Browse Prior Art Database

Work Area Allocation on Color Graphic Memory Planes

IP.com Disclosure Number: IPCOM000039546D
Original Publication Date: 1987-Jun-01
Included in the Prior Art Database: 2005-Feb-01
Document File: 2 page(s) / 46K

Publishing Venue

IBM

Related People

Aramaki, M: AUTHOR [+2]

Abstract

This article describes a technique for using surplus areas of three color memory planes of a color graphic display system as a single work buffer. The color memory planes contain color buffer areas used for storage of color data and mapped at the same address area, and the surplus areas are combined to constitute a single work buffer which is logically continuous as viewed from a microprocessor and mapped at the same address area as that of the color buffers. In work buffer addressing mode, the microprocessor address is translated so as to access the work area of a selected color plane. This technique facilitates utilization of the fragmentary surplus areas of the color planes for graphic processing, such as line drawing. The figure shows a color graphic CRT display system which includes color memory planes 20, 30 and 40.

This text was extracted from a PDF file.
At least one non-text object (such as an image or picture) has been suppressed.
This is the abbreviated version, containing approximately 52% of the total text.

Page 1 of 2

Work Area Allocation on Color Graphic Memory Planes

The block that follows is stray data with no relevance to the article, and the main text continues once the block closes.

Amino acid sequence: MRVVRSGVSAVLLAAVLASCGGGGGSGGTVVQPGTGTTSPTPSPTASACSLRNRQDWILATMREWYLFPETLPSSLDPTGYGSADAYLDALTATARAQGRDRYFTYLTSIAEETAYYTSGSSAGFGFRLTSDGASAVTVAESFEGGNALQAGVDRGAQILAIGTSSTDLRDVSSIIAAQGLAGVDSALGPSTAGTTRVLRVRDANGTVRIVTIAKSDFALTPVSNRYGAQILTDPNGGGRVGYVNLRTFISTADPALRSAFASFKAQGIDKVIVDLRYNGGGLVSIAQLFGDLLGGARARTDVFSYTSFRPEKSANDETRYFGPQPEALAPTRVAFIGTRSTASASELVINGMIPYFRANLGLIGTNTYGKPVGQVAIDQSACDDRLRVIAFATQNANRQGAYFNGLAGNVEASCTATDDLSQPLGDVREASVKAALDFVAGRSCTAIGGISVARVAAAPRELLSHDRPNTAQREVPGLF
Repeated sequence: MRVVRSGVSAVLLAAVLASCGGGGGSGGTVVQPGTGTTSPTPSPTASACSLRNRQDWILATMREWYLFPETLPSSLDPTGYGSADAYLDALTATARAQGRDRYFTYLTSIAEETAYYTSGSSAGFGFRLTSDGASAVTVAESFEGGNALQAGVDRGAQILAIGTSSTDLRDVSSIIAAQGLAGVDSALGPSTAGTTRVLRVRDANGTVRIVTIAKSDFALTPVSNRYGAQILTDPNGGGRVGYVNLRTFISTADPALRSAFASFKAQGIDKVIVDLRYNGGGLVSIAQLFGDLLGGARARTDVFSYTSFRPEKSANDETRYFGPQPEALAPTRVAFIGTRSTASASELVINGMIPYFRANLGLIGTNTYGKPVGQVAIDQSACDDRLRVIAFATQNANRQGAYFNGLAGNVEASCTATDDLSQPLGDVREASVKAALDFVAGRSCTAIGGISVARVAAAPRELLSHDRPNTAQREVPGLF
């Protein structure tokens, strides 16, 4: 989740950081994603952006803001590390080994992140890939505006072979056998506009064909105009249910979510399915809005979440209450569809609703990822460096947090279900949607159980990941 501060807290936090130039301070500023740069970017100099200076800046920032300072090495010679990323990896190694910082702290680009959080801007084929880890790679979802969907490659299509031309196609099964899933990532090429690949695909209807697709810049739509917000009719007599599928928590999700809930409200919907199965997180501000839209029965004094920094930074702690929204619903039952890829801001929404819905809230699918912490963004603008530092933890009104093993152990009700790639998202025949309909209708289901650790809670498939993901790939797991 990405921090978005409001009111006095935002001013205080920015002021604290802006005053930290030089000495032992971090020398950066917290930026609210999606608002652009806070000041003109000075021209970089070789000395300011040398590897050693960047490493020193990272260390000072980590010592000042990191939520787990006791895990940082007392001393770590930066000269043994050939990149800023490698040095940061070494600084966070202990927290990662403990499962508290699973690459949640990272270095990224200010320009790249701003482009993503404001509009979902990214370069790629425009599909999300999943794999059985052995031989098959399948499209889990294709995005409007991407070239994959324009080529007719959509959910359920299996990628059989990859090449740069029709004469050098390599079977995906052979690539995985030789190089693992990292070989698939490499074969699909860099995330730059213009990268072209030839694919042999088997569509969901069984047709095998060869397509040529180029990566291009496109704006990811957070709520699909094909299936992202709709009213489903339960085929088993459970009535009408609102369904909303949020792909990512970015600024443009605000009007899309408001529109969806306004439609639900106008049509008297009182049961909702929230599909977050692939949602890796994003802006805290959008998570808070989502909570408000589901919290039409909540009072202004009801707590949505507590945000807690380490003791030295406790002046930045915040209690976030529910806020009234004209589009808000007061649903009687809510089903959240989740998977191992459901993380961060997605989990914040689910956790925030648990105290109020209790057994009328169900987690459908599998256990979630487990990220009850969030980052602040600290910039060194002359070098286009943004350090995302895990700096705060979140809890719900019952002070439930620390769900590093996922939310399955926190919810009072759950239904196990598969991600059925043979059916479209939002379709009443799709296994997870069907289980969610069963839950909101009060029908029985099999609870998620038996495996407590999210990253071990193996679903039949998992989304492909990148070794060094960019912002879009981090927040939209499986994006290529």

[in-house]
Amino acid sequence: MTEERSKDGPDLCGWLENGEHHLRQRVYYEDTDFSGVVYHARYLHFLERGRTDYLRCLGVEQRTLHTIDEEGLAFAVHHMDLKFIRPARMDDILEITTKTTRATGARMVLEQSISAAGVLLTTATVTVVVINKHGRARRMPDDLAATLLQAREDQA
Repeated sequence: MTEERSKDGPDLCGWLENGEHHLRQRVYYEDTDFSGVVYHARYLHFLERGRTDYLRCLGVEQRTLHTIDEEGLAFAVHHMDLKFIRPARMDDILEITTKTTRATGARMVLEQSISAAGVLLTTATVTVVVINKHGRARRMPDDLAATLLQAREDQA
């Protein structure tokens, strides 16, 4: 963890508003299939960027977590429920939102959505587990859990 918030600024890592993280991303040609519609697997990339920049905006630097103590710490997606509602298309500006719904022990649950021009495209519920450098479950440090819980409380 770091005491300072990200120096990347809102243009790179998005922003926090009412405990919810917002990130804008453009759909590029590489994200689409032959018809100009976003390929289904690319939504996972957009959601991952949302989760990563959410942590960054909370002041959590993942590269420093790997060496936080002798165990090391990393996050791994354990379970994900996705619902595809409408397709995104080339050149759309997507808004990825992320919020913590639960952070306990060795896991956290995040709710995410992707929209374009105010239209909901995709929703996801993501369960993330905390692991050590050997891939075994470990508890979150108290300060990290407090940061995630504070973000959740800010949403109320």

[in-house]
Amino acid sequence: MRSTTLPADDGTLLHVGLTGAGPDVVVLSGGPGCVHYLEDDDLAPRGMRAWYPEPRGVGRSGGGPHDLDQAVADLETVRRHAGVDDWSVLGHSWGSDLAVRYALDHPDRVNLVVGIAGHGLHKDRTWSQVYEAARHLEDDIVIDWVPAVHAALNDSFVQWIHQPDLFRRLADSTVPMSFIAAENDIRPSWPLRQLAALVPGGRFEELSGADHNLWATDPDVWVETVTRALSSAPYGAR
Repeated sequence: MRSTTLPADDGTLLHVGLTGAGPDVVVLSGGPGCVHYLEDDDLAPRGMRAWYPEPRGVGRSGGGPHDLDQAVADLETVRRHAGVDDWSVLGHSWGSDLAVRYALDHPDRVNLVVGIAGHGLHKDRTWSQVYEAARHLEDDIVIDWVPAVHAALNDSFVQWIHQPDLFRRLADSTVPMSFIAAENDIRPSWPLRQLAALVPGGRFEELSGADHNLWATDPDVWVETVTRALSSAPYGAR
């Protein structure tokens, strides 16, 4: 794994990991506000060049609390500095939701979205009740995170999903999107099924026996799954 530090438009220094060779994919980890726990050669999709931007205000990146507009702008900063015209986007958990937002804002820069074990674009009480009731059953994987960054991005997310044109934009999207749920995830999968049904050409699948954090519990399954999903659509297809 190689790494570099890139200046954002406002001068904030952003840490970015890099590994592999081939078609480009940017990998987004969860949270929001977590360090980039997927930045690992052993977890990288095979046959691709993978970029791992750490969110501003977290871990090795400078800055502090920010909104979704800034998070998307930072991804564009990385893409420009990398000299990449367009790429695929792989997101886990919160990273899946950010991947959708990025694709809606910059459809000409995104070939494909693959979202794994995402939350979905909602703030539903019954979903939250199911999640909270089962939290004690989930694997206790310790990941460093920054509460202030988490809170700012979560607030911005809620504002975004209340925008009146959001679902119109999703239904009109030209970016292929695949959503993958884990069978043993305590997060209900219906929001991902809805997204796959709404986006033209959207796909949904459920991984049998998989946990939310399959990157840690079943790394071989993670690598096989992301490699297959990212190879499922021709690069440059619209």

This article describes a technique for using surplus areas of three color memory planes of a color graphic display system as a single work buffer. The color memory planes contain color buffer areas used for storage of color data and mapped at the same address area, and the surplus areas are combined to constitute a single work buffer which is logically continuous as viewed from a microprocessor and mapped at the same address area as that of the color buffers. In work buffer addressing mode, the microprocessor address is translated so as to access the work area of a selected color plane. This technique facilitates utilization of the fragmentary surplus areas of the color planes for graphic processing, such as line drawing. The figure shows a color graphic CRT display system which includes color memory planes 20, 30 and 40. Color data for red (R), green (G) and blue (B) are respectively stored in color buffer areas 22, 32 and 42 which are mapped at the same address area. Surplus areas 24, 34 and 44 are used as work areas, and other surplus areas 26, 36 and 46 may be used for storage of control data. Data and address from microprocessor 10 are commonly applied to the color planes 20, 30 and 40. Plane selection in color buffer addressing is made by color select register 12 which is set by the microprocessor 10. In this example, the work areas 24, 34 and 44 are mapped at the same address area with X address from "1100000" to "1111111", i.e., address bits 6 and 5 = "1". The work areas, when combined, provide a memory capacity...